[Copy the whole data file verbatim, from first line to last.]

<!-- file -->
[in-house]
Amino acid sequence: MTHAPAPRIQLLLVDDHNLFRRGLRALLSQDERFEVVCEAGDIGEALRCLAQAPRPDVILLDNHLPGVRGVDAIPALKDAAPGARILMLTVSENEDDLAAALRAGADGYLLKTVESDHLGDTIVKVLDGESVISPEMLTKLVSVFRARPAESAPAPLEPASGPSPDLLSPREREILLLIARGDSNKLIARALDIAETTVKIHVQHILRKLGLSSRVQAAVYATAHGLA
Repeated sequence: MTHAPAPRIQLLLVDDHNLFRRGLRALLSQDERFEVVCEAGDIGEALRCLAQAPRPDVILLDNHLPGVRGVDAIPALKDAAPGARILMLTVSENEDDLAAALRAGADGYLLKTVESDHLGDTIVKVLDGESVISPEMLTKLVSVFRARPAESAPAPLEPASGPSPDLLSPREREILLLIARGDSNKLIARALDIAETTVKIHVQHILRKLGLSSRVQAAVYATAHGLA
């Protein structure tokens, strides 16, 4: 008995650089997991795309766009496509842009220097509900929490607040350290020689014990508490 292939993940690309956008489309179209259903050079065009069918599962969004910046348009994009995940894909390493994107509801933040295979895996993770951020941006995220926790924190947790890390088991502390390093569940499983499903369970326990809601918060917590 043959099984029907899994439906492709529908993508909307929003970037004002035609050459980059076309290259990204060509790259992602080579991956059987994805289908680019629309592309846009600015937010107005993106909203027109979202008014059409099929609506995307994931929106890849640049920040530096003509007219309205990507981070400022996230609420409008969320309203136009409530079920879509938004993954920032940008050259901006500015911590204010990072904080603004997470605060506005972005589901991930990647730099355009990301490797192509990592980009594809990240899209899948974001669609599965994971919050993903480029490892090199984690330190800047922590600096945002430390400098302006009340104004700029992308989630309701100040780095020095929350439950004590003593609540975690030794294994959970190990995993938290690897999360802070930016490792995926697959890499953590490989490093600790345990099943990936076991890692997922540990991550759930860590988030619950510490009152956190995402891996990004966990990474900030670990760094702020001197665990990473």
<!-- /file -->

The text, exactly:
[in-house]
Amino acid sequence: MTHAPAPRIQLLLVDDHNLFRRGLRALLSQDERFEVVCEAGDIGEALRCLAQAPRPDVILLDNHLPGVRGVDAIPALKDAAPGARILMLTVSENEDDLAAALRAGADGYLLKTVESDHLGDTIVKVLDGESVISPEMLTKLVSVFRARPAESAPAPLEPASGPSPDLLSPREREILLLIARGDSNKLIARALDIAETTVKIHVQHILRKLGLSSRVQAAVYATAHGLA
Repeated sequence: MTHAPAPRIQLLLVDDHNLFRRGLRALLSQDERFEVVCEAGDIGEALRCLAQAPRPDVILLDNHLPGVRGVDAIPALKDAAPGARILMLTVSENEDDLAAALRAGADGYLLKTVESDHLGDTIVKVLDGESVISPEMLTKLVSVFRARPAESAPAPLEPASGPSPDLLSPREREILLLIARGDSNKLIARALDIAETTVKIHVQHILRKLGLSSRVQAAVYATAHGLA
């Protein structure tokens, strides 16, 4: 008995650089997991795309766009496509842009220097509900929490607040350290020689014990508490 292939993940690309956008489309179209259903050079065009069918599962969004910046348009994009995940894909390493994107509801933040295979895996993770951020941006995220926790924190947790890390088991502390390093569940499983499903369970326990809601918060917590 043959099984029907899994439906492709529908993508909307929003970037004002035609050459980059076309290259990204060509790259992602080579991956059987994805289908680019629309592309846009600015937010107005993106909203027109979202008014059409099929609506995307994931929106890849640049920040530096003509007219309205990507981070400022996230609420409008969320309203136009409530079920879509938004993954920032940008050259901006500015911590204010990072904080603004997470605060506005972005589901991930990647730099355009990301490797192509990592980009594809990240899209899948974001669609599965994971919050993903480029490892090199984690330190800047922590600096945002430390400098302006009340104004700029992308989630309701100040780095020095929350439950004590003593609540975690030794294994959970190990995993938290690897999360802070930016490792995926697959890499953590490989490093600790345990099943990936076991890692997922540990991550759930860590988030619950510490009152956190995402891996990004966990990474900030670990760094702020001197665990990473």